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RISKY BUSINESS, 1983
Classic Movie Review

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RISKY BUSINESS MOVIE POSTER
RISKY BUSINESS, 1983
Movie Reviews

Directed by Paul Brickman
Starring: Tom Cruise, Rebecca De Mornay
Review by Andrew Rowe



SYNOPSIS:

Joel had all the normal teenage fantasies...cars, girls, money. Then his parents left for a week, and all his fantasies came true.

REVIEW:

What happened to Tom Cruise? Did he give a terrible performance? Was he in a horrible film that bombed? Not really, so why is it then that everyone hates the poor little guy? Actors are entertainers. We like them based on their performances in film and television, however this hasnít been the case of recent. Our entertainerís are under the public eye more than ever and scrutinized for every little movement they make. Their religious beliefs, who they date, and their political views are all factors that contribute to their likeness more than the performances they give. This isnít right people. The great performances, the timeless art these entertainers have been putting on the screen for decades, this is what the basis for judgment should be.

Tom Cruise gives a performance in Risky Business that shows why he would go onto become the superstar known as Tom Cruise. His Joel Goodson is a high school student who lives with his two wealthy parents in the North Shore area of Chicago. He is the only child, which means he gets too much attention from his parents as theyíre constantly applying pressure on him, including his fatherís desire for him to attend Princeton University.

Joelís parents go on a trip to visit an aunt, leaving Joel alone to watch the home. Joel takes advantage of this, enjoying a rum and coke with his TV dinner, with quite a bit more rum than coke. He cranks Bob Segerís Old Time Rock & Roll and dances around in his underwear, which is still a fun scene to watch today. He also races his dadís Porsche 928, even though he was told explicitly not to drive his fatherís prized possession. Eventually Joel ends up contacting a call girl. This need for sexual interaction comes from curiosity as well as pressure from Joelís friends, and high school in general. Lana, played be Rebecca De Mornay arrives at Joelís house where the two share a passionate night together. In the morning Joel doesnít have enough cash to pay Lana, so he leaves to get more money. When he returns, Lana is gone, and so is Joelís motherís expensive Steuben glass egg.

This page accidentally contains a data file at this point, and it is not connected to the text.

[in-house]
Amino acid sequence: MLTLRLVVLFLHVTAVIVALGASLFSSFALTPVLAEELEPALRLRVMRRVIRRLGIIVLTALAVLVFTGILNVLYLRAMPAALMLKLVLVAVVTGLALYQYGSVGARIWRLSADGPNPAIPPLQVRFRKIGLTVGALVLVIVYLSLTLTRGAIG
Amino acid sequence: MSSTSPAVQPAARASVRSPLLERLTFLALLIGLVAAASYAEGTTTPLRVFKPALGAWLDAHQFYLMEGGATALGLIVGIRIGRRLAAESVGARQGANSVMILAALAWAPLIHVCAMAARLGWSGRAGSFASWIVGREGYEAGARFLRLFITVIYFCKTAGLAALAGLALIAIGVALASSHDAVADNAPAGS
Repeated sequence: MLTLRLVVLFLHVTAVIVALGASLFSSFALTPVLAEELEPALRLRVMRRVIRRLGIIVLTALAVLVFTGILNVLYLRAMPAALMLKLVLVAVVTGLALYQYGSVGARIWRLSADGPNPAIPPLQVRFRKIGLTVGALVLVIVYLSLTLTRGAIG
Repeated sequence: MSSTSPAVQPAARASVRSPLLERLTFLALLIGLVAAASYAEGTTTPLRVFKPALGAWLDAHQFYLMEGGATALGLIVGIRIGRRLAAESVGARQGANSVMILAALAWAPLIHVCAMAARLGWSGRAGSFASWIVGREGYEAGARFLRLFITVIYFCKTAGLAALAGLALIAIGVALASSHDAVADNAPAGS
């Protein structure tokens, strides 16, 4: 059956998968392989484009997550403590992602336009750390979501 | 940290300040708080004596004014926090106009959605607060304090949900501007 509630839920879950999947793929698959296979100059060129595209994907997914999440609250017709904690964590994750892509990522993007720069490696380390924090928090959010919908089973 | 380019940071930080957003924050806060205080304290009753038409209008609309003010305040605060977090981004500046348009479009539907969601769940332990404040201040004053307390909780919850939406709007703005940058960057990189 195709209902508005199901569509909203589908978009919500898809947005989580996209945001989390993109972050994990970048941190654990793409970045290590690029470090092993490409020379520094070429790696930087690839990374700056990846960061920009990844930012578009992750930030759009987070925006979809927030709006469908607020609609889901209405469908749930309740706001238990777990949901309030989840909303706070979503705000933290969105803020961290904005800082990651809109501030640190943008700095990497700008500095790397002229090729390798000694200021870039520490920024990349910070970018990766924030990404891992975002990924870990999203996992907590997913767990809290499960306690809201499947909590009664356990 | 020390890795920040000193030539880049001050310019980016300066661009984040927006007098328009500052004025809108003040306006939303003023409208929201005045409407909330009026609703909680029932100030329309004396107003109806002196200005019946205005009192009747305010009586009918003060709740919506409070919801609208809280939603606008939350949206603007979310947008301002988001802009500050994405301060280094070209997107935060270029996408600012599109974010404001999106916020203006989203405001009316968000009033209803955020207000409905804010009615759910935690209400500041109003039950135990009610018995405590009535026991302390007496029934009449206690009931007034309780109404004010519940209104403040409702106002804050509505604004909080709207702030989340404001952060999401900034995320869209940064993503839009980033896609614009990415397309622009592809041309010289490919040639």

Joel and his friend Miles find themselves at the Drake Hotel, looking for Lana. Once they find her theyíre also introduced to her pimp, Guido. Guido flashes a pistol, which leads to a car chase. Once home, Joel allows Lana to stay for a while. Lana sees the potential business that can be made between her friends and Joelís, but Joel puts down the idea.

After a night of getting stoned, Joel ends up with his fatherís Porsche in the ocean. Desperate to repair the damages to the car, Joel agrees to Lanaís business proposition and the two stage a party, turning Joelís house into a brothel for an evening. The party is a success. A conflict with Guido threatens to alarm Joelís parents of whatís been happening at the house, but Joel handles it. All is well, Joel is dating Lana, and he gets accepted to Princeton.

Surrounded by numerous teenage sex films in the 80ís, Risky Business stands out from them and continues to be a part of pop culture because it is a real film. Writer/Director Paul Brickman approaches the life of a male teenager with honesty. Unlike most films with stereotypical high school characters, Joel is real; heís the type of guy that does exist in high schools across the country even to this day. The curiosity of sex, pure naivety, and eagerness to escape the clutches of parents are all handled expertly here. In fact all the characters feel real. Brickmanís script is brought to life by a group of great actors. Everyone brings authenticity to their roles, and besides Cruise, Joe Pantoliano is wonderful as Guido the pimp.

This is Cruiseís movie though. As a teenager so eager to grow up, we share in his excitement and cringe when anything goes wrong. The star-is-born moment happens during the party scene at his house when a Princeton employee is interviewing him for admission. The interview is plagued with interruptions and isnít going well. Joel realizes this, grabs his sunglasses from his pocket, lights a cigarette, and then opens his mouth to reveal that trademark smile. Just like that, a star is born. A moody soundtrack accompanies Bruce Surtees dreamy cinematography to create this cold, shallow atmospheric town, where money is the currency for respect and power. The children have no desire to make any impact on the world, let alone do something theyíre passionate for; they simply seek the most golden path, that which is filled with the most dollar signs. The movie clearly has a message to promote, with these teenagers cashing in their bonds to have sex with prostitutes and loose their virginity. Based solely on its face value, the film is a fun, mature, romp, but offers much more depth than meets the eye. The film is an 80ís staple. One of the best high school films you can watch, and the launching pad for Tom Cruise.

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